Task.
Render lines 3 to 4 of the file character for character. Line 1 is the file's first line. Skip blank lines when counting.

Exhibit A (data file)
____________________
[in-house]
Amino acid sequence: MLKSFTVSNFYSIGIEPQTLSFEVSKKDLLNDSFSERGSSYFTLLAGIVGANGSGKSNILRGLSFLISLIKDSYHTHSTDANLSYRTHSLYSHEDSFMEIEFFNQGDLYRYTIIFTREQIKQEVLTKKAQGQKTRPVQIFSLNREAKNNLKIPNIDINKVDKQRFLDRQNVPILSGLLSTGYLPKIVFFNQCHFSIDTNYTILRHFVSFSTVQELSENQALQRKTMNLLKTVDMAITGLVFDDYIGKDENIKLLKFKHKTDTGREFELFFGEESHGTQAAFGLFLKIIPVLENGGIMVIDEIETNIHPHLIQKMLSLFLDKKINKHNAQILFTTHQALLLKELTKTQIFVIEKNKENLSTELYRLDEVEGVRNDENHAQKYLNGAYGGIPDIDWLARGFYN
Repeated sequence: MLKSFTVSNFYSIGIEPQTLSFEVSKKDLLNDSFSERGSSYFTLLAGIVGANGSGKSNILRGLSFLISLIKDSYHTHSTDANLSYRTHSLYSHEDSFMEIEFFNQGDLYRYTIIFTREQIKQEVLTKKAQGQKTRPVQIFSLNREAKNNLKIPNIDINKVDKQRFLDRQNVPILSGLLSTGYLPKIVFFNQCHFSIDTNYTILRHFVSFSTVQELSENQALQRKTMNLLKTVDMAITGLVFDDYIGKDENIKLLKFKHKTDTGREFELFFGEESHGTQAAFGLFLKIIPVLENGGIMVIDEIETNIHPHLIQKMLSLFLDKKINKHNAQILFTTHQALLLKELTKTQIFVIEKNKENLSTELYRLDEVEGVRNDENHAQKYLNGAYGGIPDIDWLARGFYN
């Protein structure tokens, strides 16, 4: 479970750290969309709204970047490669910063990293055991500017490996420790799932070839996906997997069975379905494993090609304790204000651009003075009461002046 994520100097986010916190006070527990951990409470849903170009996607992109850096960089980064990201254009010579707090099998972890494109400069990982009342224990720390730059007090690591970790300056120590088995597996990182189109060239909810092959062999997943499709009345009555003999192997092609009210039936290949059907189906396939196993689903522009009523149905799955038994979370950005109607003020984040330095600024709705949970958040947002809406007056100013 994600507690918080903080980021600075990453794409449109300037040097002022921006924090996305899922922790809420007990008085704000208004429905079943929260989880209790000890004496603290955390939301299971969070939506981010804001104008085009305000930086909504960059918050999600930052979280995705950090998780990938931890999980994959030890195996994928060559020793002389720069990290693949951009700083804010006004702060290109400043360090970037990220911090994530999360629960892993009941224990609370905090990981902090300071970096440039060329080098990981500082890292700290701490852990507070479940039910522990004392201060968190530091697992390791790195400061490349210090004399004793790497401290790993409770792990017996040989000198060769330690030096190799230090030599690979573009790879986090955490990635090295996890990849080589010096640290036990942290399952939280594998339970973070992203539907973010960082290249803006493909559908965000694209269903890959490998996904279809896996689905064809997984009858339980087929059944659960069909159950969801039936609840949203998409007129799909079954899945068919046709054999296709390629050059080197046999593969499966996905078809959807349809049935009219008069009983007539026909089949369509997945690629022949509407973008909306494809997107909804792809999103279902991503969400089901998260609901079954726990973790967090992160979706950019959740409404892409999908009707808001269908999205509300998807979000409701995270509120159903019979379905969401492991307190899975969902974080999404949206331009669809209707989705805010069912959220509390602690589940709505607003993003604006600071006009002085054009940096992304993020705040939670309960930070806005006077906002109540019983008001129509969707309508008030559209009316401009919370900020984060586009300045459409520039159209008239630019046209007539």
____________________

Repeated sequence: MLKSFTVSNFYSIGIEPQTLSFEVSKKDLLNDSFSERGSSYFTLLAGIVGANGSGKSNILRGLSFLISLIKDSYHTHSTDANLSYRTHSLYSHEDSFMEIEFFNQGDLYRYTIIFTREQIKQEVLTKKAQGQKTRPVQIFSLNREAKNNLKIPNIDINKVDKQRFLDRQNVPILSGLLSTGYLPKIVFFNQCHFSIDTNYTILRHFVSFSTVQELSENQALQRKTMNLLKTVDMAITGLVFDDYIGKDENIKLLKFKHKTDTGREFELFFGEESHGTQAAFGLFLKIIPVLENGGIMVIDEIETNIHPHLIQKMLSLFLDKKINKHNAQILFTTHQALLLKELTKTQIFVIEKNKENLSTELYRLDEVEGVRNDENHAQKYLNGAYGGIPDIDWLARGFYN
């Protein structure tokens, strides 16, 4: 479970750290969309709204970047490669910063990293055991500017490996420790799932070839996906997997069975379905494993090609304790204000651009003075009461002046 994520100097986010916190006070527990951990409470849903170009996607992109850096960089980064990201254009010579707090099998972890494109400069990982009342224990720390730059007090690591970790300056120590088995597996990182189109060239909810092959062999997943499709009345009555003999192997092609009210039936290949059907189906396939196993689903522009009523149905799955038994979370950005109607003020984040330095600024709705949970958040947002809406007056100013 994600507690918080903080980021600075990453794409449109300037040097002022921006924090996305899922922790809420007990008085704000208004429905079943929260989880209790000890004496603290955390939301299971969070939506981010804001104008085009305000930086909504960059918050999600930052979280995705950090998780990938931890999980994959030890195996994928060559020793002389720069990290693949951009700083804010006004702060290109400043360090970037990220911090994530999360629960892993009941224990609370905090990981902090300071970096440039060329080098990981500082890292700290701490852990507070479940039910522990004392201060968190530091697992390791790195400061490349210090004399004793790497401290790993409770792990017996040989000198060769330690030096190799230090030599690979573009790879986090955490990635090295996890990849080589010096640290036990942290399952939280594998339970973070992203539907973010960082290249803006493909559908965000694209269903890959490998996904279809896996689905064809997984009858339980087929059944659960069909159950969801039936609840949203998409007129799909079954899945068919046709054999296709390629050059080197046999593969499966996905078809959807349809049935009219008069009983007539026909089949369509997945690629022949509407973008909306494809997107909804792809999103279902991503969400089901998260609901079954726990973790967090992160979706950019959740409404892409999908009707808001269908999205509300998807979000409701995270509120159903019979379905969401492991307190899975969902974080999404949206331009669809209707989705805010069912959220509390602690589940709505607003993003604006600071006009002085054009940096992304993020705040939670309960930070806005006077906002109540019983008001129509969707309508008030559209009316401009919370900020984060586009300045459409520039159209008239630019046209007539």